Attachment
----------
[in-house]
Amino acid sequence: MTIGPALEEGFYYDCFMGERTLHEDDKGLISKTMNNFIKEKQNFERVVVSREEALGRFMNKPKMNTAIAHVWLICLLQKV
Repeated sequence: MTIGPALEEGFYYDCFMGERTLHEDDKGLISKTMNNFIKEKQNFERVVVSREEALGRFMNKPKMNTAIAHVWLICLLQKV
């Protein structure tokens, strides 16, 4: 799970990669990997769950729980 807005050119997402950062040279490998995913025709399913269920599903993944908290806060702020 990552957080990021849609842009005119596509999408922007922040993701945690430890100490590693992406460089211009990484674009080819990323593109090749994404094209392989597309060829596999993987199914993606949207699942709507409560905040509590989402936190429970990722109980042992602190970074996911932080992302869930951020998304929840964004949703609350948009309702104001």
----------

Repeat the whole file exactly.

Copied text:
[in-house]
Amino acid sequence: MTIGPALEEGFYYDCFMGERTLHEDDKGLISKTMNNFIKEKQNFERVVVSREEALGRFMNKPKMNTAIAHVWLICLLQKV
Repeated sequence: MTIGPALEEGFYYDCFMGERTLHEDDKGLISKTMNNFIKEKQNFERVVVSREEALGRFMNKPKMNTAIAHVWLICLLQKV
């Protein structure tokens, strides 16, 4: 799970990669990997769950729980 807005050119997402950062040279490998995913025709399913269920599903993944908290806060702020 990552957080990021849609842009005119596509999408922007922040993701945690430890100490590693992406460089211009990484674009080819990323593109090749994404094209392989597309060829596999993987199914993606949207699942709507409560905040509590989402936190429970990722109980042992602190970074996911932080992302869930951020998304929840964004949703609350948009309702104001």